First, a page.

by William Eric McFadden

From the Wayne National Forest website:

The Wayne National Forest is a patchwork of public land that covers over a quarter million acres of Appalachian foothills of southeastern Ohio. The Forest is divided into three units managed out of two Ranger District offices located in Nelsonville and Ironton, with a field office in Marietta.

The Forest features over 300 miles of trails for hiking, all-terrain vehicle riding, mountain biking, or horseback riding in season. The trails are open to ATVs, mountain bikes, and horseback riders from mid-April to mid-December each year. Come visit the Wayne and hike or ride our trails!

From the North Country National Scenic Trail website:

Come to the North Country. Trek the hills and valleys. Stand on the shores of lakes & streams from glaciers 10,000 years before. Clear-flowing water, red/gold of autumn, a fairyland of snow, open prairies, and distant horizons paint the land. Historic sites along the way tell how America settled and grew as a nation. From North Dakota to New York (and soon Vermont), adventure is never far away.



Burr Oak Lake -- click to enlarge On Friday, April 30, 2021, one member of the Southeast Ohio Radio Adventure Team performed a successful two-fer activation of Wayne National Forest (K-4521) and North Country National Scenic Trail in Ohio (K-4239) as part of the Parks on the Air (POTA; link) program. Eric McFadden, WD8RIF, performed the two-fer activation at Tom Jenkins Dam on a cool and very blustery afternoon. This would be Eric's eighteenth POTA activation of Wayne National Forest and his seventeenth POTA activation of North Country National Scenic Trail.

Eric arrived at Tom Jenkins dam at about 1645 UTC and, finding the parking lot nearly empty, quickly deployed his 28½' wire vertical on the Jackite 31' telescoping fiberglass mast and drive-on mount. Because of the very gusty wind, Eric chose to set up his KX3 inside the car. Eric was on the air at 1707 UTC.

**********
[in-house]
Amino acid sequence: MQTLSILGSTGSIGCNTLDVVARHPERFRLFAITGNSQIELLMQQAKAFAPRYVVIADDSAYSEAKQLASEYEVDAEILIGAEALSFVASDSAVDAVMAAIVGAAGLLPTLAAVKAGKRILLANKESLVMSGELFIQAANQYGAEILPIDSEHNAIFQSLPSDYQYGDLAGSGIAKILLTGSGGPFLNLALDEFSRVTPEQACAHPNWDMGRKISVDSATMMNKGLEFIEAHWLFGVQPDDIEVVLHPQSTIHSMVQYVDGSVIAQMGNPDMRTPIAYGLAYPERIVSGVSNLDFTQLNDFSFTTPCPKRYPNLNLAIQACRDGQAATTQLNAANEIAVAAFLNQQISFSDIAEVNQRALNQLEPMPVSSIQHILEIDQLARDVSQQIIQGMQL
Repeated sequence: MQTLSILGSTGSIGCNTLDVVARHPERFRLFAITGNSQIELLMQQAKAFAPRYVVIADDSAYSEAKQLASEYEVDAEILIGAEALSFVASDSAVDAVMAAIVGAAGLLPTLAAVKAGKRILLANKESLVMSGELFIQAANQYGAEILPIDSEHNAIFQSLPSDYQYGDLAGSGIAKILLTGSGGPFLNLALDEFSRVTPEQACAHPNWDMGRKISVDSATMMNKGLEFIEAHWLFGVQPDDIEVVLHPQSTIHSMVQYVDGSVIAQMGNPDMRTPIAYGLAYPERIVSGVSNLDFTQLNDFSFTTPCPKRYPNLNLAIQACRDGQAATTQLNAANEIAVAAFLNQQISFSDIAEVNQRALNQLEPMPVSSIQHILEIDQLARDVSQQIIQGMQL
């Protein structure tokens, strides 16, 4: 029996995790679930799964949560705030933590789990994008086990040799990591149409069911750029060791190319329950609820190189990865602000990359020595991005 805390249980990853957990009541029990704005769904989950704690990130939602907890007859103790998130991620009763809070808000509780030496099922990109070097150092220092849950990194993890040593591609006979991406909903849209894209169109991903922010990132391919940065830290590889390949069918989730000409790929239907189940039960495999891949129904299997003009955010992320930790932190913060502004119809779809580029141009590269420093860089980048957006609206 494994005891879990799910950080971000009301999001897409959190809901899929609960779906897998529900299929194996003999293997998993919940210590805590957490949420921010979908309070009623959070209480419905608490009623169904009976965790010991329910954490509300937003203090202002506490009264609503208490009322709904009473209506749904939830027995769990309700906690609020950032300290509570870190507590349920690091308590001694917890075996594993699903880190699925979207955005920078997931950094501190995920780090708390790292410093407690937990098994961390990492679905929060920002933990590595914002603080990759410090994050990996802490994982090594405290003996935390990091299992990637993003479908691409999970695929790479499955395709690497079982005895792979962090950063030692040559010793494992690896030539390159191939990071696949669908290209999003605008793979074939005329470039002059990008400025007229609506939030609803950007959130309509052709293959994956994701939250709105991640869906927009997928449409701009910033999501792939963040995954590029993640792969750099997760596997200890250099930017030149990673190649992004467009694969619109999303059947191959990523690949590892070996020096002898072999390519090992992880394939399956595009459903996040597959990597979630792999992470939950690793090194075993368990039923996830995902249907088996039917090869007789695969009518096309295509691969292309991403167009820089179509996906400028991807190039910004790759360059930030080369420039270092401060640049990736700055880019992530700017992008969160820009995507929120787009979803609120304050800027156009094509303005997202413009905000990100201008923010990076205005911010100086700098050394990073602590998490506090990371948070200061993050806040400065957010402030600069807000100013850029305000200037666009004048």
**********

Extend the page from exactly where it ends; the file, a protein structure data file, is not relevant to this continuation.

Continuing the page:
Eric's station -- click to enlarge As at previous visits to this location, Eric found he had good cell-signal and he was able to spot himself on the POTA Spots website and to use POTA Spots to identify possible Park-to-Park (P2P) QSOs.

Eric began operations by looking at POTA Spots to identify possible P2P QSOs but band conditions prevented Eric from making any P2P QSOs at this time.

Finding what sounded like a clear frequency on 40m, Eric spotted himself to POTA Spots and began calling "CQ POTA". QSOs were very slow in coming and Eric also began to realize that there was another, very weak, QSO on the frequency. Eric succeeded in making four QSOs before deciding to move to a different 40m frequency and try his luck there. QSOs came more quickly on the new 40m frequency and Eric managed thirteen QSOs in a bit less than half an hour. This run included a P2P QSO with K4EES who was activating Cheaha Resort State Park (K-1037) in Alabama and a P2P QSO with KB3WAV who was performing a "4-fer" activation of Fort McHenry National Monument (K-0928), Captain John Smith Chesapeake National Historic Trail (K-4567), Star-Spangled Banner National Historic Trail (K-4581), and Washington-Rochambeau Revolutionary Route National Historic Trail (K-4582) in Maryland.

After the run on 40m, Eric again looked at POTA Spots for possible P2P QSOs and made a 30m P2P QSO with N0EVH who was activating Lone Jack Lake State Conservation Area (K-6471) in Missouri, a 20m P2P QSO with K5LE who was activating Spavinaw Wildlife Management Area (K-6376) in Oklahoma, and a 40m P2P QSO with KF9VV who was activating Bellevue State Park (K-2280) in Iowa.

In all, Eric made sixteen QSOs, including eight P2P QSOs counting KB3WAV's 4-fer. All of Eric's QSOs were CW and were made at the 5-watt level.

During his activation, the Ohio University Airport reported wind gusts of 37mph. The strong wind caused the Jackite mast's second-from-the-bottom section to collapse but the simple homemade drive-on mast mount proved itself to be capable of supporting the 31' mast even in the gusty wind.

Eric also submitted his log to the World Wide Flora and Fauna in Amateur Radio (WWFF; link) program for an operation at Wayne National Forest, KFF-4527.